GIS Monthly Maps
Map of the Month January
Cartographers: Dr Jesko Zimmermann
The first map of 2019 illustrates the more pleasant side of 2018s weather.
Optical sensors mounted on satellites do not have the capacity to penetrate cloud cover. Especially in Ireland this can cause issues for people working in remote sensing as much of the recorded imagery will be partially or fully obstructed by clouds.
As 2018 was a year of quite extreme weather, we wondered if the particularly warm summer led to a less cloudy year, or if this effect was negated by the wet spring.
In order to help users, many providers of satellite imagery supplement their products with a cloud mask which help identify cloudy pixels. In the NASA MODIS surface reflectance product (MOD9AGA), this mask is provided on a 1 km2 cell grid. In this map we use the cloud mask of this product, which is available on an almost daily basis and generally covers the whole of the island of Ireland, as an indicator for cloudy days. To assess the cloudiness of 2018, we took the sum of cloudy days for each pixel in 2018 and compared it to the average number of cloudy days per year in the decade prior (2008 to 2017).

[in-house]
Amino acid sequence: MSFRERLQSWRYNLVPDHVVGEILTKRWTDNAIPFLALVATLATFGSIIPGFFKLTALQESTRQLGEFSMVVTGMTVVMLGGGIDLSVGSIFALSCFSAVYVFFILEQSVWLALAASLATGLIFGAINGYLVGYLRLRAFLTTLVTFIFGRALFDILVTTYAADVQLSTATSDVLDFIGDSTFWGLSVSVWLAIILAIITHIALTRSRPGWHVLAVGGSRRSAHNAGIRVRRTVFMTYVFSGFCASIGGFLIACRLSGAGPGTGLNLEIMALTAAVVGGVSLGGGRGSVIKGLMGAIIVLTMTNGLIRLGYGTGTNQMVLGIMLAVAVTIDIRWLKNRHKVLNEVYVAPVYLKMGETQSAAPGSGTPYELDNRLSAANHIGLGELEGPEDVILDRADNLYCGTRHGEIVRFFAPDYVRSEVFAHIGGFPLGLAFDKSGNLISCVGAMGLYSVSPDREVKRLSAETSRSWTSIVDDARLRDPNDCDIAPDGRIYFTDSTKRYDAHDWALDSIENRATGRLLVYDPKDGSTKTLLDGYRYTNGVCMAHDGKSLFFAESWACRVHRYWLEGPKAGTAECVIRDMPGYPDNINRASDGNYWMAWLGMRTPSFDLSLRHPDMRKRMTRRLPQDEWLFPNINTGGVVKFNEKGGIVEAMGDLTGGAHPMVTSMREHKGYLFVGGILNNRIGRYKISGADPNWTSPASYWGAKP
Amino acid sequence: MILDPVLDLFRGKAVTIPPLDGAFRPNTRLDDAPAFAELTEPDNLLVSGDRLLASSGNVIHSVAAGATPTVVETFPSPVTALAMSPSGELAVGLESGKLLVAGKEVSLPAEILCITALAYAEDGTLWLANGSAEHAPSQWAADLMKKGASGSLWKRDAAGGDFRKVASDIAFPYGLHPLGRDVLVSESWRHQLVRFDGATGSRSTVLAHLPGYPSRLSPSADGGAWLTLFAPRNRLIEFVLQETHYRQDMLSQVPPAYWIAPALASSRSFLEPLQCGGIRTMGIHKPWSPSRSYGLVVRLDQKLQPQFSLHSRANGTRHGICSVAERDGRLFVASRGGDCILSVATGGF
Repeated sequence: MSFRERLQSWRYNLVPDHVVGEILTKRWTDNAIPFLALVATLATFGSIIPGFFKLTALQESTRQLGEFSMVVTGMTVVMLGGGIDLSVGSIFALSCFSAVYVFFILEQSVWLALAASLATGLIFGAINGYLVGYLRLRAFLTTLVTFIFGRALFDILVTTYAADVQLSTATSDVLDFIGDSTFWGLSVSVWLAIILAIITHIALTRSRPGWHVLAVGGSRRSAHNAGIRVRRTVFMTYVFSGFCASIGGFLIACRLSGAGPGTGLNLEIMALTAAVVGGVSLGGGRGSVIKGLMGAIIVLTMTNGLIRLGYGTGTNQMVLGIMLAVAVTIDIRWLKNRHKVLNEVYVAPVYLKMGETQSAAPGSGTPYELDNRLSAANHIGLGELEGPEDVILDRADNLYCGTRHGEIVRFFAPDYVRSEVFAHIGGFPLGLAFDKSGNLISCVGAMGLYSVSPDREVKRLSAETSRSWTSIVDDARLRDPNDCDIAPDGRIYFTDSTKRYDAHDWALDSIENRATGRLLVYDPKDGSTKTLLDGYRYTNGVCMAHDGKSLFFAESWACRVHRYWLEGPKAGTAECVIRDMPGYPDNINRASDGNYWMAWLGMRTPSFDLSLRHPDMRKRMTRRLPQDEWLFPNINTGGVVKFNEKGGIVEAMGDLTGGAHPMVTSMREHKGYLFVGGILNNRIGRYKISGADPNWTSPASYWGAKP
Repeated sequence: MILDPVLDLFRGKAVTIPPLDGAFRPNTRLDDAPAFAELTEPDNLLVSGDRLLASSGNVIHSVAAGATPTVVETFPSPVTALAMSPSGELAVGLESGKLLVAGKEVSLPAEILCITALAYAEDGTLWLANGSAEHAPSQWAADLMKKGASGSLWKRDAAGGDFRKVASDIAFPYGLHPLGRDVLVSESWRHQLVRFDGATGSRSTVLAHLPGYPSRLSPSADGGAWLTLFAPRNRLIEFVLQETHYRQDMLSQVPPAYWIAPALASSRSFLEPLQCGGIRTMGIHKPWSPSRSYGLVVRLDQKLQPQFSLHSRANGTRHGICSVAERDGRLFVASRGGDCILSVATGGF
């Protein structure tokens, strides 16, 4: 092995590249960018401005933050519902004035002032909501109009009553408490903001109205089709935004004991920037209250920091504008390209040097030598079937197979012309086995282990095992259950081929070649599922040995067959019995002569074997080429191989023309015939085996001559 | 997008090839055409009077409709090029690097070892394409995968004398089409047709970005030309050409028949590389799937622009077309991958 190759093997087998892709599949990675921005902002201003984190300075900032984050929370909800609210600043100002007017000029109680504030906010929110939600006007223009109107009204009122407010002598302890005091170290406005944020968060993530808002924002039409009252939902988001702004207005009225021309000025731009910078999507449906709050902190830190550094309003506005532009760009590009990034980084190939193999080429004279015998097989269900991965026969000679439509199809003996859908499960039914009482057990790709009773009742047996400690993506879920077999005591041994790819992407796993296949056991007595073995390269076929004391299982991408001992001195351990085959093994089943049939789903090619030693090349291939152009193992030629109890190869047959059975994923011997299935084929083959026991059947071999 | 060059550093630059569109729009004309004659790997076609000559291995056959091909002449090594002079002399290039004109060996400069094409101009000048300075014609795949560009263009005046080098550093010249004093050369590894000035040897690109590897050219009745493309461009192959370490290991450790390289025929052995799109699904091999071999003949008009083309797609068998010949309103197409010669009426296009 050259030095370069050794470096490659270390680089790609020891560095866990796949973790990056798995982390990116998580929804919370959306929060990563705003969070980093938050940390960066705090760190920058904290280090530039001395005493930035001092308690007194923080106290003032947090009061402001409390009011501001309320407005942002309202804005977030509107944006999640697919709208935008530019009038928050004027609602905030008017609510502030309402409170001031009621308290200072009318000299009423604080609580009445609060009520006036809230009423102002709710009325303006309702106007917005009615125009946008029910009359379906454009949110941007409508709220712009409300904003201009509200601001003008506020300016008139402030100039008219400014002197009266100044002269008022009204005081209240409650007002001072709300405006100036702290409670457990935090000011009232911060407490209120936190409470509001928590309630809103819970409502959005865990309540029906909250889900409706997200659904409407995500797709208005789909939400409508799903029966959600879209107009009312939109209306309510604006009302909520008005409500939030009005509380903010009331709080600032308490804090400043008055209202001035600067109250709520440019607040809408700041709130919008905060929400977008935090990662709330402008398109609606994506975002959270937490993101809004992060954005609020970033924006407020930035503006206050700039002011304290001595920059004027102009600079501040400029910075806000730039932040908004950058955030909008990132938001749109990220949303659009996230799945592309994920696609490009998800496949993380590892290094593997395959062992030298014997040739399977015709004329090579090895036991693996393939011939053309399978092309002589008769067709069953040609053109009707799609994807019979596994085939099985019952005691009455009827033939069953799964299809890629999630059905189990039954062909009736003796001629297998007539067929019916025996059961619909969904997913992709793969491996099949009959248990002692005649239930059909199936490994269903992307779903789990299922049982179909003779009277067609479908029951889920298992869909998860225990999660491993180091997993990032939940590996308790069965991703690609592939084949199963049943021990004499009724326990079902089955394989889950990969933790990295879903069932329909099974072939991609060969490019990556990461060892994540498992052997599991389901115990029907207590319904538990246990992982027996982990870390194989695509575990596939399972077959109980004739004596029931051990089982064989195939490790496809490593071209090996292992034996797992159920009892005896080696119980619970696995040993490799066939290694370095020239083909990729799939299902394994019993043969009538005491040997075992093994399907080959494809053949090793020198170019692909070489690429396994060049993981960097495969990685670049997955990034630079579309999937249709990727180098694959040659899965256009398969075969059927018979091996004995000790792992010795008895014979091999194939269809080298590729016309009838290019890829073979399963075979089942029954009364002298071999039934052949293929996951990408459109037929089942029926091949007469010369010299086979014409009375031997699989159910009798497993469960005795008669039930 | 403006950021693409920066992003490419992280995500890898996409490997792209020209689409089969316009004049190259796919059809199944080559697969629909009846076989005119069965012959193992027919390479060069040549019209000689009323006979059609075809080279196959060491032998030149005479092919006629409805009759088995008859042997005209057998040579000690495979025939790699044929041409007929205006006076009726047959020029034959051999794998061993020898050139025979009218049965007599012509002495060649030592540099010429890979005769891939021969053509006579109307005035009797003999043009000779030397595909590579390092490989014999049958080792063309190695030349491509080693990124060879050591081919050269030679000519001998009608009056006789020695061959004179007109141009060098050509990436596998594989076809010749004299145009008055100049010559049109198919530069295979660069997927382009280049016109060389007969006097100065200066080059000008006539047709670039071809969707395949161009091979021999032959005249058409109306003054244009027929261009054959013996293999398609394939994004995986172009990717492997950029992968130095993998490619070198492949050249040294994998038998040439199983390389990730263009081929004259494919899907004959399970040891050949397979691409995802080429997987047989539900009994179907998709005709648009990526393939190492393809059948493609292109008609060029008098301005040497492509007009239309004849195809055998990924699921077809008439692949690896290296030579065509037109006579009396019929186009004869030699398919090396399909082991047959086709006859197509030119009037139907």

The map clearly illustrates that Ireland was for most parts slightly less cloudy in 2018, with some notable exceptions in the midlands and on the Ards Peninsula. The spot with lowest relative cloud cover (36 cloudy days less than average) was recorded on the Iveragh Peninsula close to Killorglin; other particularly sunny spots were on the Cork/Limerick Border and south of Wicklow town.
About Map of the Month
In addition to undertaking geographical analyses and producing maps for research projects, the spatial analysis lab responds to ad hoc requests for contributions. The latter may be for in-house purposes or to inform policy submissions. While dissemination is a key objective of research projects, maps produced in response to such requests rarely get a wider audience. We’ve decided that we’ll take the most interesting map we have produced in each month and to present it here to hopefully find a wider audience and promote discussion and debate on both the contribution of spatial analysis to Irish agriculture and food and on the specific maps produced.
Whilst this map can be shared please check with us before reproducing it in a publication. Many of the data sets we use are under licence with conditions attached.
For general enquiries contact Stuart Green or the author above for information on this month’s map.